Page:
What has been the best part, hardest part, easiest part? What would you have done more of if you could have? What would you have prepared for more prior to OCS?

          What hints, tips, suggestions can you give me?

          I have yet to sign the contract yet, my wife is interest in the program too, so i want to wait to make sure she can get in too. If not, i probably will do it anyways, but i just want to make sure I have all my ducks in a row before I sign the dotted line.
          "Our citizenship in the United States is our national character...Our great title is AMERICANS." - Thomas Paine

          "The bitterest tears shed over graves are for words left unsaid and deeds left undone." - Harriet Beecher Stowe

          Comment


          • #6
            For me, the hardest part of OCS was going to OCS once a month for 18 months. Active duty guys like to rag on the Guard calling us part time soldiers ands weekend warriors, but if youthink aboutit National Guard OCS is harder then active duty OCS.

            In active duty OCS, you are ther eeveryday. You have to be there. You have no choice. You have an NCO that wakes you up every morning to do PT. In Guard OCS, its all volunteer. Many a times I have been driving to OCS drill fully knowing that I am about to get messed with the entire weekend. I could have easily turned my car around and ent home and quit. It took discipline to drive on. In active duty OCS you have an NCO that wakes you up every morning to do PT. In guard OCS, we have to meet the same standard so that means we have to do PT during the month on our own. Nobody tomake us. We have to discipline ourselves to get up and run and keep in shape. That can be tough. Active duty OCS guys do the army and thats all. We have to do the army plus a civilian job.

            So, you tell me who has it tougher.

            The other tough part of OCS is just cooridnating things with other candidates throughout the month. You my be the Platoon leader and your Platoon Sergeant may live at the other end of the state and you two have to coordinate the up comming months training as well as dissemnate it to the class.

            Again, that was tough for me. Others may have other opinions. Hope this helps.

            Comment


            • #7
              hmmm

              The promises of the military are a beautiful thing. I know they have rules about deployment in the NG that are entirely different then AD. Just keep in mind all rules in the military can change at a drop of a hat. Being prior service you should know that.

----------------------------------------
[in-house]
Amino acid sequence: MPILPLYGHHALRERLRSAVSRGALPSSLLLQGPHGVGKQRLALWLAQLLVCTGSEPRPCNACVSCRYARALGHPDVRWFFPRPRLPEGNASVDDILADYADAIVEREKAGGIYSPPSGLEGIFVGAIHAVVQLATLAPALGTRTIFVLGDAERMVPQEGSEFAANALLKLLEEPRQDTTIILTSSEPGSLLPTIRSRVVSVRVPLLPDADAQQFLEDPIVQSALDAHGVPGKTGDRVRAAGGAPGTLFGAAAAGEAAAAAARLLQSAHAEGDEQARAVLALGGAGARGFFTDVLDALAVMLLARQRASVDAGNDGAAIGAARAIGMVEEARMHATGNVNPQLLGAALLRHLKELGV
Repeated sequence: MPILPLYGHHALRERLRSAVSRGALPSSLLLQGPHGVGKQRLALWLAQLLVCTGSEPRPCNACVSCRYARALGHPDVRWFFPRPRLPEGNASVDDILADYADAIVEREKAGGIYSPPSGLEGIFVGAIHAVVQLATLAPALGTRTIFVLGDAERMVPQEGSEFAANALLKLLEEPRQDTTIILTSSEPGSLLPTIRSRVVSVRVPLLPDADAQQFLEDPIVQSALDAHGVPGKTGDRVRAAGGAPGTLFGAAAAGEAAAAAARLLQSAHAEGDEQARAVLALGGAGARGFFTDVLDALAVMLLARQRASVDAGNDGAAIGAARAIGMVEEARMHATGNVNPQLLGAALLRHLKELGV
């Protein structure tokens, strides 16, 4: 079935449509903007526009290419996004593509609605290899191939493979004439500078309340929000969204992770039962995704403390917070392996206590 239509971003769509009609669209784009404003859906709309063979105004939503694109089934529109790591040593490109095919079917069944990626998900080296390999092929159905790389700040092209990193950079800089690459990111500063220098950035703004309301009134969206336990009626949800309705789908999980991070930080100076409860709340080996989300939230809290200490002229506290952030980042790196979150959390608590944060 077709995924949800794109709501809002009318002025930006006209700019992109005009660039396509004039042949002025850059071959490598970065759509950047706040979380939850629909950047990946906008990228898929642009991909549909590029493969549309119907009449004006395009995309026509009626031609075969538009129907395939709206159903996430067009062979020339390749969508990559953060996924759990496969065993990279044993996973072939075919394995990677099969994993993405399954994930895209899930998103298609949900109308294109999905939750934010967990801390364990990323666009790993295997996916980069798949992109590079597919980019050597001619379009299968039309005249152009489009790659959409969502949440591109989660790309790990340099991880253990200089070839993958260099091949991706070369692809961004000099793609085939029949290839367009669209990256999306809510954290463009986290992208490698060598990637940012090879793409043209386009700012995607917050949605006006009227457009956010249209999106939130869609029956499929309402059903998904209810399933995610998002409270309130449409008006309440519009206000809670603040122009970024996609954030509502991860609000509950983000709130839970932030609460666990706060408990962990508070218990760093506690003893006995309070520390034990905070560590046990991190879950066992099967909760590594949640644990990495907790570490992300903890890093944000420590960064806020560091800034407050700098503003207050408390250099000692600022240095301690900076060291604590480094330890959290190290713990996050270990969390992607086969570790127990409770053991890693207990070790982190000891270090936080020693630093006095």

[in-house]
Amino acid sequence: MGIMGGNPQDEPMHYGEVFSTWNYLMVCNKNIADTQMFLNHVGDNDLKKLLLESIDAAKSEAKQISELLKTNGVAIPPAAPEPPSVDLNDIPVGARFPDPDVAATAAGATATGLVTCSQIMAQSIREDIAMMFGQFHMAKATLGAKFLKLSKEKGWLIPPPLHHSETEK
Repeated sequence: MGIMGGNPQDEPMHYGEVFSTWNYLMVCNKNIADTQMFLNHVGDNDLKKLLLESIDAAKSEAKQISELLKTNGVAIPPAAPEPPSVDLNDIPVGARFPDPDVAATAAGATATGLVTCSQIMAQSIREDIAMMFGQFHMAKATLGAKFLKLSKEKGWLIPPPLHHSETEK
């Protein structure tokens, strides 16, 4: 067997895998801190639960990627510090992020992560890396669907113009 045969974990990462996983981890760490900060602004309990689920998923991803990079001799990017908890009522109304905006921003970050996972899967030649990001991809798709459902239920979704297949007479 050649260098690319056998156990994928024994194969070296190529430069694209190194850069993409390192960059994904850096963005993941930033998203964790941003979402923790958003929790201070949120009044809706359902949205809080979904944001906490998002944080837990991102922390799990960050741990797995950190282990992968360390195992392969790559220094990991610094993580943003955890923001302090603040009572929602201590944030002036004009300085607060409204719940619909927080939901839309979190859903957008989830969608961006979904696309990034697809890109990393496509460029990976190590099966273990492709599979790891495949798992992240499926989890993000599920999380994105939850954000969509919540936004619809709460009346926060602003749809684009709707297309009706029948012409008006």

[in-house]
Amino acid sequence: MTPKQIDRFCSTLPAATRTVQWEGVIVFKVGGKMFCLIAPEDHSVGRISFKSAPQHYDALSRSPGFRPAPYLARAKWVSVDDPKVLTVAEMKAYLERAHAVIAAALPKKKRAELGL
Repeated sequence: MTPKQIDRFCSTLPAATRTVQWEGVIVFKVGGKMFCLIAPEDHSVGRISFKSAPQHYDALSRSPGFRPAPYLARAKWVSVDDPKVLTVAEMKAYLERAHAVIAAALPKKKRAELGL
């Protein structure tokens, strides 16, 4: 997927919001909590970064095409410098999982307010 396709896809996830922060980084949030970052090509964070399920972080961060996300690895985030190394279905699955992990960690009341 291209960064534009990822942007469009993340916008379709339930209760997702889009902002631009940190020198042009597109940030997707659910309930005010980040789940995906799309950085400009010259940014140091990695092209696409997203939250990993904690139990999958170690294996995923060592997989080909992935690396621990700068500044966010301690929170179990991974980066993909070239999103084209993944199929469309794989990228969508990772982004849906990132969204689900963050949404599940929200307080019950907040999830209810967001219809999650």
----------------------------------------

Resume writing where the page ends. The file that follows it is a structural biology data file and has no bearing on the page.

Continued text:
As far as the Florida NG's M.I. units, they're mostly Counter-Intel and Interrogators. Those schools are long, and you'll be in Arizona for atleast a year. I know officers don't go through the same courses as the enlisted, but you still need to go through the Intelligence Officer's basic course.

              Good luck to you and your endevour. I almost signed up with the Florida NG when I first got out too, but my B.S. meter started to go off and I said no thank you.
              “The man in black fled across the desert, and the gunslinger followed."

              "You go for a man hard enough and fast enough, he don't have time to think about how many's with him; he thinks about himself, and how he might get clear of that wrath that's about to set down on him."

              Comment


              • #8
                Thanks for all the help guys.

                Alpha, I definately can understand having to make that drive to go to something where people are going to be yelling at you. For me it'll be a 2 1/2 hour drive, but hopefully if my wife joins also we will be there to motivate each other. And, since i'll only be a few months out of the Police Academy I should be in good shape for whatever they throw at me (excluding the road marches).

                Justhomp, I also definately am aware of the Army's needs over my own. I know i'm pretty much non-deployable, but that all depends on if the Army REALLY needs me or not. If the U.S. gets attacked you can be damn sure we are probably gonna go, but if that happens it won't matter where you are anyways, cuz your goin!